(Not on Notes Page…)
Meteorology – the study of atmospheric phenomena
(weather and climate).
•“Meteor” is derived from ancient Greek meaning “high in
•Clouds, raindrops, dust, fog, and rainbows are atmospheric
Weather – the current state of the
What is the weather in our area?
Climate – the long term average state
Q: What is the climate in Hawaii? Alaska?
This is an image of the sunrise from space over the South China Sea.
An astronaut would see something like this; clearly defined bands of
color through the atmosphere as the sun rises. The brightness of the
colors in the atmosphere in this photograph is due to the amount of
dust in the atmosphere.
Development of the Atmosphere
During the 1st billion years of Earth’s formation, there was a
lot of volcanic activity (Outgassing).
•Released water vapor (H2O), chlorine (Cl), carbon dioxide
(CO2), hydrogen (H), and nitrogen (N).
•The Past Atmosphere:
Billions of years ago the
contained two deadly gases:
Ammonia (NH3) and
•NO OXYGEN YET!
•After several million years, the planet cooled,
water vapor condensed and absorbed most of the
•Storm clouds formed that produced heavy rains
which formed the first oceans.
•It is believed that some of Earth’s water may
have originated from numerous collisions with
small collisions with small meteors and
disintegrating comets* when the Earth was
*carbon dioxide, methane and water with dust and various mineral aggregates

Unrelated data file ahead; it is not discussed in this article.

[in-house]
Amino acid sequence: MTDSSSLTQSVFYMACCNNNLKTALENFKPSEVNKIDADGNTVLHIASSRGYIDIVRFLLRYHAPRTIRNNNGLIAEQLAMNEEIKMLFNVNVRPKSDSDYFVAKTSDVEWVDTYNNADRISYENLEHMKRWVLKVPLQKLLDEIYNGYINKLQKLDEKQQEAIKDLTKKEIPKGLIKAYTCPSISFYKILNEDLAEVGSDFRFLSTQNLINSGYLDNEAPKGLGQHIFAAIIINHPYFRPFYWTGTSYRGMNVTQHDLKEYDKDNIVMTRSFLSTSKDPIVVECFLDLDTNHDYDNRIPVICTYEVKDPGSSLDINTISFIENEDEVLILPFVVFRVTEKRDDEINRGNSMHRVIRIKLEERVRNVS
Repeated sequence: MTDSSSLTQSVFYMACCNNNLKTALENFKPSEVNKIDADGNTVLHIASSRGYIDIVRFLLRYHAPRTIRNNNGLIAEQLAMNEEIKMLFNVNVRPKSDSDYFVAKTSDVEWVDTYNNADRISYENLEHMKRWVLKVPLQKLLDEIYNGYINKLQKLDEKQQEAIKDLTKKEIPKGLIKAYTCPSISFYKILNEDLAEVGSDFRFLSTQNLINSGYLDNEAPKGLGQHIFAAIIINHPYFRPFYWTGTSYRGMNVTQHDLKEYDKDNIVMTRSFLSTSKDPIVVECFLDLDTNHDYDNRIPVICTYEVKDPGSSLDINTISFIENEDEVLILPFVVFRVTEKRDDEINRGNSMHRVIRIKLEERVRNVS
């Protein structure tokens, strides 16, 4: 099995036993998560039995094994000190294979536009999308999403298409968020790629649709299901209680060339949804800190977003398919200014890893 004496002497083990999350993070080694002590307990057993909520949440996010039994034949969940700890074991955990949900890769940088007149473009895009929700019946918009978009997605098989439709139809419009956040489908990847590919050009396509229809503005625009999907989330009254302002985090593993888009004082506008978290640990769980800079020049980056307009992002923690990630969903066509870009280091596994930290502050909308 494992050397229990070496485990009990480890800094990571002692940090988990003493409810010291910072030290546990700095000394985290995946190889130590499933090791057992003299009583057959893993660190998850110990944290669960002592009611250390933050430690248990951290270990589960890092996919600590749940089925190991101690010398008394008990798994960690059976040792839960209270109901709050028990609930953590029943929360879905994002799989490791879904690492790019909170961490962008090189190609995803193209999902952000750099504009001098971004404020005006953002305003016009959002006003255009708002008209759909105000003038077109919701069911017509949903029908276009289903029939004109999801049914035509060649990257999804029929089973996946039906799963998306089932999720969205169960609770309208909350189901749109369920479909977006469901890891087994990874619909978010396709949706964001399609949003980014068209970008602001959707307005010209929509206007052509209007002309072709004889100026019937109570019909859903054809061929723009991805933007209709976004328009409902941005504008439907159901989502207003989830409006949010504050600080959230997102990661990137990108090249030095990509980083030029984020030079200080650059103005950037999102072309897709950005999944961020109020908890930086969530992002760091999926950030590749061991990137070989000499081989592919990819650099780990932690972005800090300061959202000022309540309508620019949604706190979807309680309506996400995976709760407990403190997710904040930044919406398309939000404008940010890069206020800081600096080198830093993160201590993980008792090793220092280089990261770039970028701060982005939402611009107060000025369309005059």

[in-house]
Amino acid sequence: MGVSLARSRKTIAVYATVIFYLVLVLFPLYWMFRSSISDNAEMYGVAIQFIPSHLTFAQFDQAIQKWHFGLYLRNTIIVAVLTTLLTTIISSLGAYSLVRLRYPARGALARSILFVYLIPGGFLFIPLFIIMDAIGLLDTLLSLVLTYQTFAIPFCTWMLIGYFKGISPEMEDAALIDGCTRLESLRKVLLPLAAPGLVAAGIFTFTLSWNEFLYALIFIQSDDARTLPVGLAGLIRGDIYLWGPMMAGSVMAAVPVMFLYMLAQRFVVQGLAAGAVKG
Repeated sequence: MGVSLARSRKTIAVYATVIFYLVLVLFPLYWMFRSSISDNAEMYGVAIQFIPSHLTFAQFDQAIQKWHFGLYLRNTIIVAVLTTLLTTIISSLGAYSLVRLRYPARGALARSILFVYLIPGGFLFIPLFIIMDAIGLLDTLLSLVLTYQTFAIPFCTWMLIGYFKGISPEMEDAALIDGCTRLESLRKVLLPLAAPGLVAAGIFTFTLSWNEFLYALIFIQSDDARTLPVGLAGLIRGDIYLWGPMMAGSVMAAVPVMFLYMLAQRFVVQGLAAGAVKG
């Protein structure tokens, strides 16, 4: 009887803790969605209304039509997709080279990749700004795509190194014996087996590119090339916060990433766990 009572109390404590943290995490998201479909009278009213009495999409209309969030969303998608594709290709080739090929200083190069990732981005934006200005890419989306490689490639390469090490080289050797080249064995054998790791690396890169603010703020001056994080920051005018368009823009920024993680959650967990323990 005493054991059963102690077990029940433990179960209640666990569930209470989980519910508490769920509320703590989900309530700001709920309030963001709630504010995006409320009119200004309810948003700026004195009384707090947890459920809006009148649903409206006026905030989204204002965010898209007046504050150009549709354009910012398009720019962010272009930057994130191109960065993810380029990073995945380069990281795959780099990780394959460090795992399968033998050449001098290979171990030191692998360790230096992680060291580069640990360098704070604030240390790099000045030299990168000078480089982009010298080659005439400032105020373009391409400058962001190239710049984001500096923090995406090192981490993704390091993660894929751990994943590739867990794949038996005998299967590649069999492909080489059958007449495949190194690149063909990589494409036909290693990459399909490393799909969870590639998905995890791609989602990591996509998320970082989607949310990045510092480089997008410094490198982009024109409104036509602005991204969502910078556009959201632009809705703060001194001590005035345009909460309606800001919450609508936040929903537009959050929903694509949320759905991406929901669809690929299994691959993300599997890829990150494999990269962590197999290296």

How did the atmosphere become
safe for us?
1) Oxygen was formed from the
dissociation of water molecules and
by photosynthesis of primitive
bacteria called cyanobacteria. This
blue-green bacteria appeared 3.5
billion years ago and triggered the
release oxygen as a waste product on
Where did the oxygen come from cont…
2) By a slow increase in concentration as rays from the
sun split water vapor (H20) into hydrogen and oxygen.
•Hydrogen (H) drifted off to space, while Oxygen (O) remained
in the atmosphere.
3) Plants also contributed to the formation of oxygen
(photosynthesis: the process of using energy in sunlight to
convert water and carbon dioxide into carbohydrates (sugars)
This image shows the average temperature profile through the
Layers of the Atmosphere:
The atmosphere surrounds Earth and
protects us by blocking out
dangerous rays from the sun. The
atmosphere is a mixture of gases that
becomes thinner until it gradually
reaches space. It is composed of
Nitrogen (78%), Oxygen (21%),
and other gases (1%). Also, it
contains dust and salt, which is
important for the formation of
The atmosphere is divided
into five layers. It is thickest
near the surface and thins out
with height until it eventually
merges with space.
1. The Troposphere
•The lowest layer of the Earth's atmosphere.
•Temperature decreases as height increases (3.6
•Most dense (due to compaction of molecules).
•Around the equator, the height is about 16 km.
•air is slightly unstable.
•ALL WEATHER occurs in the Earth's
•0 – 11 miles up.
This is an image of the clouds in the Earth's troposphere.
2. The Stratosphere
•Altitude of 50 km. (11 miles to 30 miles).
•On Earth, ozone causes the increasing
temperature in the stratosphere. Ozone is
concentrated around an altitude of 25
kilometers. The ozone molecules absorb
dangerous kinds of sunlight, which heats
the air around them.
Many jet aircrafts fly in the stratosphere
because it is very stable.
If ozone is decreased, it can
Suppression of the human immune
Adverse impact on crops and animals due
to the increase of UV radiation
A reduction of ocean phytoplankton.
3. The Mesosphere
•Temperature decreases with altitude. (30 – 55 miles)
•The atmosphere reaches its coldest temperature of
around -100°C in the mesosphere.
•Air pressure decreases.
•Does not have a lot of oxygen (at this level our
brain would be oxygen-starved called hypoxia.